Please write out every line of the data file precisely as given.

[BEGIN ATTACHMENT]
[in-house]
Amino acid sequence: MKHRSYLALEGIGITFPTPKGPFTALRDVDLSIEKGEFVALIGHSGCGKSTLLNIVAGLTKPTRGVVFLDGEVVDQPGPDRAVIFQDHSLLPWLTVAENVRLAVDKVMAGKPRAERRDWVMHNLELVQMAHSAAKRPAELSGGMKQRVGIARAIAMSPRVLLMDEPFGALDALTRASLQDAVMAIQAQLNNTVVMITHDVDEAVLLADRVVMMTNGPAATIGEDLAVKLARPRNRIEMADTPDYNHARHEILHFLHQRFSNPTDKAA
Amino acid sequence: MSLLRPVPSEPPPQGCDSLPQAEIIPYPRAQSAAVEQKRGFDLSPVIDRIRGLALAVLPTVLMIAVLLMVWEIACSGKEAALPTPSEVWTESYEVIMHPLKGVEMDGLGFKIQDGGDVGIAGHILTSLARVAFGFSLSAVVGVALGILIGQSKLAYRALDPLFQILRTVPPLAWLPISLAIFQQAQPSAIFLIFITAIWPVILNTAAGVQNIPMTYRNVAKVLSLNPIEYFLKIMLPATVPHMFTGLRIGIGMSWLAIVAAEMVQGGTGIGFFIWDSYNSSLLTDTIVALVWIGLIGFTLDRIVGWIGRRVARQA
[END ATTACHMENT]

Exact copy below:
[in-house]
Amino acid sequence: MKHRSYLALEGIGITFPTPKGPFTALRDVDLSIEKGEFVALIGHSGCGKSTLLNIVAGLTKPTRGVVFLDGEVVDQPGPDRAVIFQDHSLLPWLTVAENVRLAVDKVMAGKPRAERRDWVMHNLELVQMAHSAAKRPAELSGGMKQRVGIARAIAMSPRVLLMDEPFGALDALTRASLQDAVMAIQAQLNNTVVMITHDVDEAVLLADRVVMMTNGPAATIGEDLAVKLARPRNRIEMADTPDYNHARHEILHFLHQRFSNPTDKAA
Amino acid sequence: MSLLRPVPSEPPPQGCDSLPQAEIIPYPRAQSAAVEQKRGFDLSPVIDRIRGLALAVLPTVLMIAVLLMVWEIACSGKEAALPTPSEVWTESYEVIMHPLKGVEMDGLGFKIQDGGDVGIAGHILTSLARVAFGFSLSAVVGVALGILIGQSKLAYRALDPLFQILRTVPPLAWLPISLAIFQQAQPSAIFLIFITAIWPVILNTAAGVQNIPMTYRNVAKVLSLNPIEYFLKIMLPATVPHMFTGLRIGIGMSWLAIVAAEMVQGGTGIGFFIWDSYNSSLLTDTIVALVWIGLIGFTLDRIVGWIGRRVARQA